And one final note, a reminder.  Brandi Chastain started out as an attacker, and migrated to Defense to up her chances of making the National Team.  Or at least that's how I remember the story.  The days of slotting players into their role at age 8 (big slow kid, stick 'em on defense and teach them to pound the ball forward; fast, quick kid, let them run on to it and past the big slow ones and shoot) should have long gone past.  They all need to learn every position because you never know where they'll wind up. 

  2. Bob Ashpole, June 27, 2019 at 6:11 p.m.

    Good article, Beau.

    There are no bad players, just bad coaches.

  3. Ginger Peeler, June 27, 2019 at 6:25 p.m.

    Agreed! When I began coaching and assisting while my daughter was in rec soccer, she attended a weeklong daycamp held by the San Diego Sockers. She emerged as a brand new player, comfortable on the ball and , even though right-footed, she passed and shot equally well with both feet. She was about 8 or 9. The rec teams consisted of 14 players per team. They played 60 minute games divided into 4 15-minute quarters and a break at halftime. All teams had players who struggled with ball control, name it. Every player on the team had to play for a minimum of 45 minutes per game. Every team we played put their weaker players in the defensive line. Of course, they were well aware of their shortcomings. While my daughter played center forward, I’d put the weaker players up front as a right or left forward. They loved it and some of them improved substantially by the end of the season while having fun. In San Diego, soccer was played through the school year, broken into 2 seasons. When my daughter made the traveling team, the team already had a center forward and the coach’s daughter always played right forward. With my daughter’s ability to dribble and shoot with her left foot, she played left forward. There were few “lefties” over the years on her teams (both traveling and junior high and high school), so she continued as a left forward. She ended her college career as a sweeper in Vermont. She was only 5 feet tall and couldn’t match the speed of all the bigger girls around her. But she still had superb technical skills! She loved it all!

  4. Bob Ashpole replied, June 27, 2019 at 9:01 p.m.

    I found girls ages 8-9 to be very easy to coach. They are more socially advanced than boys and soak up information like sponges. (The social sophistication was a shock to me, but it made me a better parent.) I just had to be positive, point them in the right direction, and then get out of their way. That was my first coaching experience too.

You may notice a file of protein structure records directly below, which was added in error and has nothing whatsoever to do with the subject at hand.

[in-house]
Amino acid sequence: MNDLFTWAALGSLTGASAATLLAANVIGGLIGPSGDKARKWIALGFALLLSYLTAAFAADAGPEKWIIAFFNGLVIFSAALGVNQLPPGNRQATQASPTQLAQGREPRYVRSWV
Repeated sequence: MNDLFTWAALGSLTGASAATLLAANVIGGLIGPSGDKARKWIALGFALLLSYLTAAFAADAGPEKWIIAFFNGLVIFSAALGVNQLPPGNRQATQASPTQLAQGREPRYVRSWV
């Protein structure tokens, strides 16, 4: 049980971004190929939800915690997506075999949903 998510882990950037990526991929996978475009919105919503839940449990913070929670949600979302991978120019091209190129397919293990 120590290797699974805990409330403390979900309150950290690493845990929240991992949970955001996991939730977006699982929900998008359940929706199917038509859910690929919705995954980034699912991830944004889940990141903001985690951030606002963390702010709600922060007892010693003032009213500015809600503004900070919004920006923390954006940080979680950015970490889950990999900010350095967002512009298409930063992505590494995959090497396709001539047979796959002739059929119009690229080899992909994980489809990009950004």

5. Mike Lynch, June 27, 2019 at 7:26 p.m.


    Youth soccer is the golden age of player development and player development demands attacking ... dribbling, combining, playing between lines, etc. The coach creates this culture, feeds it’s, rewards it. Period. 

  6. Sam Bellin, June 27, 2019 at 7:53 p.m.

    Great article Beau.  Very much agree with your general theme that youth soccer should be about developing ball skills, especially attacking skills.  2 small additions:  I've been a part of thousands of blowouts as a player and a coach (probably true for all of us), and the best way that I've seen a coach of the better team keep the score down is to create a realistic obstacle for their team to score.  For instance, one coach insisted that a player could only score with their weaker foot; another coach only allowed goals scored by headers off a cross.  This enables the players to work on an important part of their game, while also keeping the score down because most youth players will not be proficient at these higher level techniques; best of all both teams are still playing soccer without the silly shenanigans (like doing pushups) that you all described above.  Second, the team I coach (pretty decent level HS Boys Varsity) almost always has 2 outside backs who were converted midfielders and often one or both center backs were former midfielders as well; much better for the team to have boys comfortable on the ball than big strong boys who struggle with the ball.  So keep coaching offense and attacking play at the youth level please!

  7. Jonas Cox, July 24, 2019 at 8:17 a.m.

    At last Fall’s EDP cup in Hammondstown, NJ, at the end of day 2, we were tied with another team for 1st in our bracket based on record.  We happened to have tied that team in our only matchup with them. We also had the same goal differential!  So, next on the list of rules was fewest goals allowed (not goals scored), and the other team went through to the championship on that basis (they had allowed only one fewer than us). Of course our players went from confused to angry as us parents dug up these rules and read out our “fate”.

    In defense of the EDP Cup, this was kind of a fluke (like the Post Master General assuming the Presidency when everyone ahead of them dies). Ideally two teams that had played so evenly should have shot it out with PKs, but organizing that would have been a hassle.

    On the bright side, we came back from a 3-1  halftime deficit and won the consolation/3rd place game 6-3.